Maryland Bar Bulletin
Publications : Bar Bulletin : May 2005

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Breakfast for Champions
By Patrick Tandy

Growing up, “breakfast” was often the most important meal of the day for former tennis pro Stacey Martin.

[Playing at
Wimbledon]
was an
unforgettable
experience.
Everyone there
definitely
let’s you know
that you have
arrived as a
professional
tennis player.

Stacy Martin

“When I was [about] five, six years old, Arthur Ashe was in his prime, and we would gather around the TV and watch him play his matches – you know, [the television program] Breakfast at Wimbledon,” Martin recalls with a small chuckle that belies a fondness for family as much as anything happening on the screen.

Still, seeing the legendary tennis star’s performances fueled aspirations that took the young Martin well beyond her nuclear family unit.

“That unforgettable final match against Jimmy Connors – it was just incredibly inspiring to see a black man on that level competing and winning,” she adds, fanning a spark strong enough to ignite the passions of a child determined to one day make it big. “It just made you want to go out and play tennis, and it definitely gave you the sense that you could do it, too.”

So that is precisely what Stacey Martin did.

♦♦♦

“I started playing when I was about five or six years old,” recalls Martin, now a litigator with the Baltimore office of Saul Ewing LLP. “My father taught me how to play – my whole family plays, it wasn’t just me. And I turned pro when I was 18 and played professional tennis.”

“I knew I wanted to turn pro from a pretty young age,” she continues. “I had some great role models: Althea Gibson, Arthur Ashe – people I definitely looked up to. Zina Garrison, who was playing professional tennis in the mid-’80s. Lori McNeil. Back in the ’80s, they were definitely comparable to the Williams sisters (Venus and Serena) today.”

Martin forged her inspiration and determination to play tennis professionally into a career that ultimately landed her a spot for several years on the Women’s Tennis Association (WTA) Tour.

“You really just have to come up through the ranks,” Martin explains. “You have to play the junior tournaments – not necessarily collegiate tennis, but . . . as long as you were basically in the top two or three of your region you would play nationally, and you had to maintain a certain ranking nationally to be noticed by the United States Tennis Association. They had a team back then, and if you were recognized by them you’d receive offers to go train at their academy, places like that. That’s basically how it happened for me.”

Upon turning professional, Martin signed up with a management agency and, with help from her father, obtained financial sponsorship. “At that point, after you have all of your ducks in a row – your sponsorship, your agent – you’ve got to perform,” she admits. “Basically the way it worked was that you had to play three professional tournaments as a professional, meaning [that] you accepted prize money in order to get a ranking. I believe they had about maybe two- to three-thousand people who were ranked worldwide, so it was really important strategically for you to basically have good results in those three tournaments so [that] you’d have enough points so you’d have a decent ranking so you could progress to the major Grand Slam events.”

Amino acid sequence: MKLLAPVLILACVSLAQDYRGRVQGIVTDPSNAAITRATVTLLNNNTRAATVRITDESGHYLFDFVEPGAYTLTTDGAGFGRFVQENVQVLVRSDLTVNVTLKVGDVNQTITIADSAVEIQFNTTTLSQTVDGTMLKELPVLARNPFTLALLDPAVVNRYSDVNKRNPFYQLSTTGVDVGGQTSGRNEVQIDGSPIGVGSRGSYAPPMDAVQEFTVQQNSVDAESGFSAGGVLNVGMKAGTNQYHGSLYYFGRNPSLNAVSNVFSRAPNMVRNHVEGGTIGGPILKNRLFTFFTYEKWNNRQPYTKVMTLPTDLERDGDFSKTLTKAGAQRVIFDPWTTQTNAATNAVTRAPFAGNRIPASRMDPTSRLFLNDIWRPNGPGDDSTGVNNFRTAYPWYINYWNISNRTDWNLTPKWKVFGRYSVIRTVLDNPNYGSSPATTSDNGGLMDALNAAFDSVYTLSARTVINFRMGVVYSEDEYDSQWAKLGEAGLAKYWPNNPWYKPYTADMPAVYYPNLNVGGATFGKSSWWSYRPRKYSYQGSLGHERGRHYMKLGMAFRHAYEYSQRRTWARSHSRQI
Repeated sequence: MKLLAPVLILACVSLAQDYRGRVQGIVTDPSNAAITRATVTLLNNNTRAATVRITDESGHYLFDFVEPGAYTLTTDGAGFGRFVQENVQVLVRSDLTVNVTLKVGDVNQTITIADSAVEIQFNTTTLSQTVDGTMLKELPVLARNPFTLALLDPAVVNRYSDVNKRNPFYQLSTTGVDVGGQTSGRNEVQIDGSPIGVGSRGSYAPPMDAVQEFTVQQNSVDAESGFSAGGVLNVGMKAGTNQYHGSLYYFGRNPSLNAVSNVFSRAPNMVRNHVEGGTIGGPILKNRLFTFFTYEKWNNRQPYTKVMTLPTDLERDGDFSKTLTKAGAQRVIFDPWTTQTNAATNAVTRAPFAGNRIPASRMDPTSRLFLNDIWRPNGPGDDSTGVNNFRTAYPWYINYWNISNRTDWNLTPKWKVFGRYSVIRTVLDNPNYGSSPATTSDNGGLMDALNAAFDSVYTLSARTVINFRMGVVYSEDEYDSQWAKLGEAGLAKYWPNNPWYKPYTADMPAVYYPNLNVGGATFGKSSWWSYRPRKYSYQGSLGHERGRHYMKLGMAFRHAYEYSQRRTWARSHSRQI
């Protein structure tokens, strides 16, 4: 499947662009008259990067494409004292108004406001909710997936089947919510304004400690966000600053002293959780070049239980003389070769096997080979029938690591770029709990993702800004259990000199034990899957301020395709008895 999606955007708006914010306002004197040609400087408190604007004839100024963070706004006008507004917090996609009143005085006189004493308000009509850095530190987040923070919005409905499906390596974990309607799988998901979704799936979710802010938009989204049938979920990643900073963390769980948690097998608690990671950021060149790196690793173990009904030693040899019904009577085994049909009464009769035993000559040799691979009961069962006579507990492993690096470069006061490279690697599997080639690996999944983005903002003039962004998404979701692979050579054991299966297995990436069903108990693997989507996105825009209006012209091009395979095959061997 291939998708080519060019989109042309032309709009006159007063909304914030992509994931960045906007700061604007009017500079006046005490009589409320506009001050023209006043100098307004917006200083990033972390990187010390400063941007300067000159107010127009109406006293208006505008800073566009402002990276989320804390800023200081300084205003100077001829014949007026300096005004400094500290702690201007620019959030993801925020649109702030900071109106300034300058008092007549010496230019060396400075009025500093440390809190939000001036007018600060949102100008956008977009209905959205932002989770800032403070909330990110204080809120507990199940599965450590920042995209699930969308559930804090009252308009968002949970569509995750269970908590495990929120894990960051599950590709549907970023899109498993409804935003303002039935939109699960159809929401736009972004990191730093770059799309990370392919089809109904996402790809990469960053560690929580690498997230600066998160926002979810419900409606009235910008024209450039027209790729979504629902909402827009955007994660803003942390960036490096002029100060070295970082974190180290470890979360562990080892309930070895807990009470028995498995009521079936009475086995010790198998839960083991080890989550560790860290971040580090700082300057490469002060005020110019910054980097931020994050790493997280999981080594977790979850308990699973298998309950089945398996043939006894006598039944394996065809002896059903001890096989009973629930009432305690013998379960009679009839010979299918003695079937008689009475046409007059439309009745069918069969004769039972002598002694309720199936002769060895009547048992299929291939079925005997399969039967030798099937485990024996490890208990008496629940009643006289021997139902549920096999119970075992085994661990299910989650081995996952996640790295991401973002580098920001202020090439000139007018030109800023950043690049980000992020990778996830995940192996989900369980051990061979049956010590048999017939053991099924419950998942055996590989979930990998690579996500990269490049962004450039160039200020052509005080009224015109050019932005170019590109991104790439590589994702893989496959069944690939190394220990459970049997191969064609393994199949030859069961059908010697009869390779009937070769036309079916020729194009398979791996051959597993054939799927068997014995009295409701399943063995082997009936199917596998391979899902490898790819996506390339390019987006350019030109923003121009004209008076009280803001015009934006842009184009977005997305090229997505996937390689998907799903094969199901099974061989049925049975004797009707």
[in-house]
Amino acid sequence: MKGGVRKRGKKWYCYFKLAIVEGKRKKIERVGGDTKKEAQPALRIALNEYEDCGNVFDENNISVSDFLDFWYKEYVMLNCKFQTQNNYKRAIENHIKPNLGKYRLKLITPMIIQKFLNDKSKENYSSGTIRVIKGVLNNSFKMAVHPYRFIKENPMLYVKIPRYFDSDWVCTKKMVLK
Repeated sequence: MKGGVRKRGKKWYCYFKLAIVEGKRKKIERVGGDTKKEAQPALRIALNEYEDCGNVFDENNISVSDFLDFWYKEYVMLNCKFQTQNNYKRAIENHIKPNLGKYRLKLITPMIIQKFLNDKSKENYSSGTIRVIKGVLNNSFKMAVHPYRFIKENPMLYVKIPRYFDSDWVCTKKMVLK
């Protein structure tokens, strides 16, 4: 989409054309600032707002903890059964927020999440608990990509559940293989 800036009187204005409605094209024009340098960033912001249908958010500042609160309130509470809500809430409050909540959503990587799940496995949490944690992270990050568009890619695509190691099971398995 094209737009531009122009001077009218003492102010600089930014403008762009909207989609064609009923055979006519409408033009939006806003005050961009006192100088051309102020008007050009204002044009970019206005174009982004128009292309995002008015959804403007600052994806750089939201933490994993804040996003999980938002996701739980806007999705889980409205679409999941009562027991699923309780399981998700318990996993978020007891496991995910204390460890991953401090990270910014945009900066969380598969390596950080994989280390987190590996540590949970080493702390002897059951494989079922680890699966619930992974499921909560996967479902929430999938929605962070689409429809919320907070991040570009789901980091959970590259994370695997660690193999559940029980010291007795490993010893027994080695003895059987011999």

Martin finished out the ’80s maintaining her rank, playing some of the sport’s most hallowed institutions – from the French Open to Wimbledon – along the way.

“Looking back on it, it certainly gave me a certain type of work ethic, a sense of discipline and what it means to focus and concentrate on another level,” notes Martin, who admits that the experience of playing before several thousand spectators may indeed have helped her prepare for her present career. “I think it helps you handle the pressure a little better, just going in and focusing on what it is that you have to do – to tune everything else out and get the job done.”

♦♦♦

Martin herself left the professional tennis world behind in the early-’90s to pursue further education (though she still plays recreationally every once in a while). After working a two-year stint as a news reporter/producer for WDBJ-TV in Roanoke, Virginia, Martin returned to school to obtain her J.D.

And just as with changes in her own life, Martin is well aware of the dynamic nature of the sport to which she was once so fully devoted.

“One of the obvious changes is the dominance of the Williams sisters,” she says. “It’s just so encouraging, so inspiring to see more black women’s professional tennis players competing at that level. What they’ve done for the sport is just phenomenal, and I don’t think we’re really seeing the full impact of that right now. In the years to come, [the] 8-, 9-, 10-year-olds who are watching them now will come of age – [then] I think we’ll really feel the full effect of that.”

As with life in general, so goes the cycle.

“[Playing at Wimbledon] was an unforgettable experience,” she says, gazing westward through the plate-glass conference room window. “I don’t think it really kind of sinks in until later because you’re so caught up in your match, what you need to do, that kind of thing . . . but the volunteers, the staff, everyone there definitely let’s you know that you have arrived as a professional tennis player.”

“The first time I played Wimbledon, my mom was there,” she recalls, that wistful fondness creeping into her voice once more. “[She] was just a tremendous source of support. When I was younger, we [would] watch Arthur Ashe play [and] my mother would point to the screen and just make me feel like I belonged there. And it was just nice all those years later, to have her there and show her that she was right.”

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Publications : Bar Bulletin: May, 2005

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